When can I take over a family member’s rent controlled apartment?

On Behalf of | Jul 30, 2014 | Residential Real Estate

New York City’s rent control and rent stabilization laws are arcane and complex. One question many people have relates to family members’ rights to succession in a rent controlled or rent stabilized apartment.

In general, a family member can succeed to the apartment after a tenant dies or permanently moves out, as long as the succeeding family member lived in the apartment as their primary residence for the two-year period preceding the departure of the tenant. This time period is lowered to one year if the succeeding family member is disabled or a senior citizen.

The first family member to succeed to the apartment does not have to pay a vacancy increase to the landlord. When that first succeeding family member dies or moves out, the next family member will have to pay a vacancy increase. The next valid successor after that would not have to pay the vacancy increase, because they are considered a first successor after the tenant who paid the increase.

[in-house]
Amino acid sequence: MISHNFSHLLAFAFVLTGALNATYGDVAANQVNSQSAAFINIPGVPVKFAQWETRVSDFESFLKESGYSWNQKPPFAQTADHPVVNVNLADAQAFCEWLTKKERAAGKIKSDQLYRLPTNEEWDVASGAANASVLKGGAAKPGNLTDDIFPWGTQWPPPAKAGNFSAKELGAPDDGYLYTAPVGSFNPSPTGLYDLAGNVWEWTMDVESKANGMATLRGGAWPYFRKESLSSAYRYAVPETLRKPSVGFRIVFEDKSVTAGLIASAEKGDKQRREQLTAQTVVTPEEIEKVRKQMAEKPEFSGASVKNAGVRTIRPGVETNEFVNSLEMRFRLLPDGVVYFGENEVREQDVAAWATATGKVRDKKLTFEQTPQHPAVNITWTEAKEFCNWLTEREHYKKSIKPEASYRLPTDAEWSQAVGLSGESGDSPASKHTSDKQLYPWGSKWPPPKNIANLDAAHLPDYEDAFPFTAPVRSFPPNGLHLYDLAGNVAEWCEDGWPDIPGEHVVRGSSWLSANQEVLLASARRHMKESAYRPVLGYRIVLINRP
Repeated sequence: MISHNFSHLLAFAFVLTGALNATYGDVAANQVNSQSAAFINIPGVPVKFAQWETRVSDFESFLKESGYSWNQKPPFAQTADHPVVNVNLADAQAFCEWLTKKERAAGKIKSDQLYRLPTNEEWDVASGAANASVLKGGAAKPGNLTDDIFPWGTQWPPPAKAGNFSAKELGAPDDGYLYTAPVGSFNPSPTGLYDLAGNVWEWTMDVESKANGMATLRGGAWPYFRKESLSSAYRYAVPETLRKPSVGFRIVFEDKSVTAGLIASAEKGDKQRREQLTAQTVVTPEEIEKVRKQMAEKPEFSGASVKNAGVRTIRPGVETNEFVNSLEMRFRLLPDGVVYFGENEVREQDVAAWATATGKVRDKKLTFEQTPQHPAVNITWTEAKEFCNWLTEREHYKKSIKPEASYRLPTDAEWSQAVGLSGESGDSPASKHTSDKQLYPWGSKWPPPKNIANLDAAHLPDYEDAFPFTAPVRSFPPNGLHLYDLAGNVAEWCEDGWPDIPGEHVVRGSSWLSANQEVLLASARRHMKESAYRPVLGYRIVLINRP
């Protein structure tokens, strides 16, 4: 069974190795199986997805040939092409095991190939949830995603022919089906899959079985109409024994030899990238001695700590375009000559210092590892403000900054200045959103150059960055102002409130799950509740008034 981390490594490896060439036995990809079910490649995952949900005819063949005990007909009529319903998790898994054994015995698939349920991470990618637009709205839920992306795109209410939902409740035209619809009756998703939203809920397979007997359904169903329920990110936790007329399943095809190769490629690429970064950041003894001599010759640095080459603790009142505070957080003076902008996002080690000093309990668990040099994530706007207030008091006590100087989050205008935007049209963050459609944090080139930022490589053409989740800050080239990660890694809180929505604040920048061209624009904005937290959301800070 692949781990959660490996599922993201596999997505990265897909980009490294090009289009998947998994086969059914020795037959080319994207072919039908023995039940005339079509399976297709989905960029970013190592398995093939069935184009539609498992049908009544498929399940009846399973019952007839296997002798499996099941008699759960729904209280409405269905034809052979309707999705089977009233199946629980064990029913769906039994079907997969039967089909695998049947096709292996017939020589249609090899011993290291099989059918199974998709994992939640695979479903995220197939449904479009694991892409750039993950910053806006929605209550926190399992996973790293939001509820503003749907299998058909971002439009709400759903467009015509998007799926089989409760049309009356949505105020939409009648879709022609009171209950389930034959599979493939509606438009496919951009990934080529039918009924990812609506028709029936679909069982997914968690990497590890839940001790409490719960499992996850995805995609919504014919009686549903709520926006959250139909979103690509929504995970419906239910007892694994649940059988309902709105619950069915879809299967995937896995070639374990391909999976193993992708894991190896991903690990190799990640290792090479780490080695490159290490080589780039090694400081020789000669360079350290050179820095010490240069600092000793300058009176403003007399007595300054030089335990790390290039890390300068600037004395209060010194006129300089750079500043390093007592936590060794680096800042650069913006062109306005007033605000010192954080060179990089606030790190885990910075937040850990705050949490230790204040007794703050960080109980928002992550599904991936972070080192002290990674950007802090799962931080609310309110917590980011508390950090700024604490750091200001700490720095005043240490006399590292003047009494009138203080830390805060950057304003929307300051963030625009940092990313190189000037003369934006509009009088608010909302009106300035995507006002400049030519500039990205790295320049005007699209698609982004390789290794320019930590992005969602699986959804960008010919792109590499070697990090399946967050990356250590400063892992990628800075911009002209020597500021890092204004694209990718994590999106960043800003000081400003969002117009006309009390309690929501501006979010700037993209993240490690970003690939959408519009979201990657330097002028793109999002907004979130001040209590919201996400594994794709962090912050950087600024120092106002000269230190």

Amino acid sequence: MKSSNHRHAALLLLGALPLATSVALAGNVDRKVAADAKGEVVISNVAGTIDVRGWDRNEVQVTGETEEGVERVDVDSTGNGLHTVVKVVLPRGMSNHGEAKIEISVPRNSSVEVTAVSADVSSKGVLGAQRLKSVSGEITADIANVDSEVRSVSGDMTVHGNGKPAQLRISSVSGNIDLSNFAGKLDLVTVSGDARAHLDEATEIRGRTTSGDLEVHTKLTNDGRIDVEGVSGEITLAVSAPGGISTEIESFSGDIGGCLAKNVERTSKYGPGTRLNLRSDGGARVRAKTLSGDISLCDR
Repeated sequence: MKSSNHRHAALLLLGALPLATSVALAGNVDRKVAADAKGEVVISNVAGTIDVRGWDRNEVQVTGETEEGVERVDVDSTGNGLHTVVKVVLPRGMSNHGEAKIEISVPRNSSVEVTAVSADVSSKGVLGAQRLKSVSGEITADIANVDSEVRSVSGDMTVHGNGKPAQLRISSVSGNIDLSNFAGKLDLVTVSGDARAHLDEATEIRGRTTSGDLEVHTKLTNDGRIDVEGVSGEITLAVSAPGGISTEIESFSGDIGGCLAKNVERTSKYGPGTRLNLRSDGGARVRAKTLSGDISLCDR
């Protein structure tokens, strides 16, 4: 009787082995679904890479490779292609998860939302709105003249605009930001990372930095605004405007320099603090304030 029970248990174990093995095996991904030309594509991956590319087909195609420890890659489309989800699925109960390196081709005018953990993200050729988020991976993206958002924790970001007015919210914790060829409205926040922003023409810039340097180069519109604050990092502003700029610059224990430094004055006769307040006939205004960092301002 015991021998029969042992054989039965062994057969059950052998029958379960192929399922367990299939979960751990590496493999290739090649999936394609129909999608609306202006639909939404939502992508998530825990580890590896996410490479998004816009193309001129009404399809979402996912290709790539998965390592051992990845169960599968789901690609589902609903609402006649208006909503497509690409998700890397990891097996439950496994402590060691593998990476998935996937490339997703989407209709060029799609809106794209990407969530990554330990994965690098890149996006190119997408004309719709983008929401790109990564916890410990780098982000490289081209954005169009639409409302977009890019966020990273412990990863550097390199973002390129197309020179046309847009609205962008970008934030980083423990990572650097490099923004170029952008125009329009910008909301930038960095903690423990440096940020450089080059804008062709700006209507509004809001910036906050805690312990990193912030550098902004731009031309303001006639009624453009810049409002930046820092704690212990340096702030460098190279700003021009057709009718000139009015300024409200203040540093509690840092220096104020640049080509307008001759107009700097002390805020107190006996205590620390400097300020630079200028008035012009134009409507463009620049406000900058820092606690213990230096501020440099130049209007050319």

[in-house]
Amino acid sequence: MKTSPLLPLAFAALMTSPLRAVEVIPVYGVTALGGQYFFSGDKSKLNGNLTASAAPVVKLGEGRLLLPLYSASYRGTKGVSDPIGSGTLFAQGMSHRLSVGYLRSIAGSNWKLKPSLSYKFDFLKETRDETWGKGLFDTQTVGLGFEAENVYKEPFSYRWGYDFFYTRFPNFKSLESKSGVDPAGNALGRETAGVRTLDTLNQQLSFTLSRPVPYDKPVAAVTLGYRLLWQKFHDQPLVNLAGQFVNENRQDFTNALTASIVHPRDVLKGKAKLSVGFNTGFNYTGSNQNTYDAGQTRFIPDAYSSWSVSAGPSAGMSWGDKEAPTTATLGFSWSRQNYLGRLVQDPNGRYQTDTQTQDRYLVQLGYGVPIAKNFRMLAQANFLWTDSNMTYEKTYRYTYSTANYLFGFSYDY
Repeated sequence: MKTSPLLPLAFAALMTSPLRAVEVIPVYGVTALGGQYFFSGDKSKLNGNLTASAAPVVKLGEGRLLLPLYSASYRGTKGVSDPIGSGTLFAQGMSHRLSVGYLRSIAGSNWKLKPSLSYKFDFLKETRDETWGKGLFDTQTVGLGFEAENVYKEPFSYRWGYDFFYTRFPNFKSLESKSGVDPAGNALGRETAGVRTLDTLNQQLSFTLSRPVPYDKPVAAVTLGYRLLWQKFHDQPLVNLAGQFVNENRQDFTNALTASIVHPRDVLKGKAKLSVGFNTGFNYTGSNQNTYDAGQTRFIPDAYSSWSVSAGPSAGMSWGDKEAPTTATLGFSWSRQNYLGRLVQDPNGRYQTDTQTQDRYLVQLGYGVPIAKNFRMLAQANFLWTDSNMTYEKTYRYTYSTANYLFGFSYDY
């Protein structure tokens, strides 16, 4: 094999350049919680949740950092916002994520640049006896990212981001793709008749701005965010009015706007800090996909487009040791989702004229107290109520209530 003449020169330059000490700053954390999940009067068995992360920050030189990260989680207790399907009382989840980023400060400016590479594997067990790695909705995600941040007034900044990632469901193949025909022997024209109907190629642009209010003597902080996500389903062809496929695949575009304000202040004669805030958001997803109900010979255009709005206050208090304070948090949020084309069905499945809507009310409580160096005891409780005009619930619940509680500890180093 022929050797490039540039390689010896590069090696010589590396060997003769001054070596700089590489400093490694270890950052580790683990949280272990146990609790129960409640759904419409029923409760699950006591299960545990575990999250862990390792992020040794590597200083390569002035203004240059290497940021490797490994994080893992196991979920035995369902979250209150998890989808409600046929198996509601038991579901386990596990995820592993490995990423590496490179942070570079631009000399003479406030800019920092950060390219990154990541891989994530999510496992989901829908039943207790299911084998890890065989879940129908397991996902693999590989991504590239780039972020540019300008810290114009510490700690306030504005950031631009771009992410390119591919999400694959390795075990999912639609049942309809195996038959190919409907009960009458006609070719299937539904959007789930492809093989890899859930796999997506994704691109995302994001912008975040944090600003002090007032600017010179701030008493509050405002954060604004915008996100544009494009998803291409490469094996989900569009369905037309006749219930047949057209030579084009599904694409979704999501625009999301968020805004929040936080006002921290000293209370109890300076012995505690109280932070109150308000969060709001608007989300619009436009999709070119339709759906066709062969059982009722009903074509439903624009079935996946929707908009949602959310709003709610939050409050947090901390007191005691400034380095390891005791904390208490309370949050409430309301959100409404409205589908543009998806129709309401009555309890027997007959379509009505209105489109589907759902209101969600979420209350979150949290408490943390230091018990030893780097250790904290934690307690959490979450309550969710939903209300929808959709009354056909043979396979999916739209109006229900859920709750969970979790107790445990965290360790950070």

Qualifying family members include spouses, siblings, parents, children, step-parents, step-children, grandparents, grandchildren, parents-in-law, and children-in-law. The definition also includes other individuals who lived in the apartment for the required period and were in a close financial and emotional relationship with the tenant. The New York City Rent Guidelines Board lists a number of factors that are looked at in determining whether a relationship qualifies.

Once succession rights are established, the succeeding tenant in a rent controlled residential property is protected from eviction. In a rent stabilized apartment, the successor is entitled to renew the lease on a rent stabilized basis.

Since this area of law can be inundated with legal complexities, it may be best to obtain legal help when trying to answer legal questions. An experienced attorney will be able to provide answers that are specific to an individual’s unique situation, leaving him or her in a solid position to make fully informed decisions in his or her best interest.

Source: New York City Rent Guidelines Board, “Fact Sheet #30: Succession Rights,” accessed July 28, 2014